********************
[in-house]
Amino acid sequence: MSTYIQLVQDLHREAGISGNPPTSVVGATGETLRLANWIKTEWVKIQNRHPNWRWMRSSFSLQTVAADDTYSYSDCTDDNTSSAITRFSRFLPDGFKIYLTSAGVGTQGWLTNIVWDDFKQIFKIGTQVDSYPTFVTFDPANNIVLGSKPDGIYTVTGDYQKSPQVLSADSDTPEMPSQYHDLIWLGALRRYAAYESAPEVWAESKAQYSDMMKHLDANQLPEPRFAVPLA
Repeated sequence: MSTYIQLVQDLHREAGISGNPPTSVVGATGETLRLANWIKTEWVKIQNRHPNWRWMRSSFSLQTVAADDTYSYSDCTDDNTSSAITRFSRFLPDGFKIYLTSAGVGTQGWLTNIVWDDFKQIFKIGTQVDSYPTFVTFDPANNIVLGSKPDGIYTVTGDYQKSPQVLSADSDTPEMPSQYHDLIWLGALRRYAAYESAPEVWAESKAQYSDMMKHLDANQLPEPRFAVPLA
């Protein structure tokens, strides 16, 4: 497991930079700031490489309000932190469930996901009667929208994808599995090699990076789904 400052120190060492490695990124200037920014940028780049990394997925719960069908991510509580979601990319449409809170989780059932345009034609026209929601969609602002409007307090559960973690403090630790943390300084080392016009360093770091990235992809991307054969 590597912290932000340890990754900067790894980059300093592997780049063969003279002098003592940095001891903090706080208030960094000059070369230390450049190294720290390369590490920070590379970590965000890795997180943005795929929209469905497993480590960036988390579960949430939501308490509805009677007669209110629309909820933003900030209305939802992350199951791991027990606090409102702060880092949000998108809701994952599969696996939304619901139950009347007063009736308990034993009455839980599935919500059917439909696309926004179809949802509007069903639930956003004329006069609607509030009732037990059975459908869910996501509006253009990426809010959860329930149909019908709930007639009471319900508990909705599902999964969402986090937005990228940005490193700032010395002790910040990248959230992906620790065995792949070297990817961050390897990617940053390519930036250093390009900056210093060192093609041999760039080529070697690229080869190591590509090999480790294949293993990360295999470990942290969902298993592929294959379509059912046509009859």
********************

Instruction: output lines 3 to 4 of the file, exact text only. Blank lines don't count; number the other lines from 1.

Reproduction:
Repeated sequence: MSTYIQLVQDLHREAGISGNPPTSVVGATGETLRLANWIKTEWVKIQNRHPNWRWMRSSFSLQTVAADDTYSYSDCTDDNTSSAITRFSRFLPDGFKIYLTSAGVGTQGWLTNIVWDDFKQIFKIGTQVDSYPTFVTFDPANNIVLGSKPDGIYTVTGDYQKSPQVLSADSDTPEMPSQYHDLIWLGALRRYAAYESAPEVWAESKAQYSDMMKHLDANQLPEPRFAVPLA
């Protein structure tokens, strides 16, 4: 497991930079700031490489309000932190469930996901009667929208994808599995090699990076789904 400052120190060492490695990124200037920014940028780049990394997925719960069908991510509580979601990319449409809170989780059932345009034609026209929601969609602002409007307090559960973690403090630790943390300084080392016009360093770091990235992809991307054969 590597912290932000340890990754900067790894980059300093592997780049063969003279002098003592940095001891903090706080208030960094000059070369230390450049190294720290390369590490920070590379970590965000890795997180943005795929929209469905497993480590960036988390579960949430939501308490509805009677007669209110629309909820933003900030209305939802992350199951791991027990606090409102702060880092949000998108809701994952599969696996939304619901139950009347007063009736308990034993009455839980599935919500059917439909696309926004179809949802509007069903639930956003004329006069609607509030009732037990059975459908869910996501509006253009990426809010959860329930149909019908709930007639009471319900508990909705599902999964969402986090937005990228940005490193700032010395002790910040990248959230992906620790065995792949070297990817961050390897990617940053390519930036250093390009900056210093060192093609041999760039080529070697690229080869190591590509090999480790294949293993990360295999470990942290969902298993592929294959379509059912046509009859």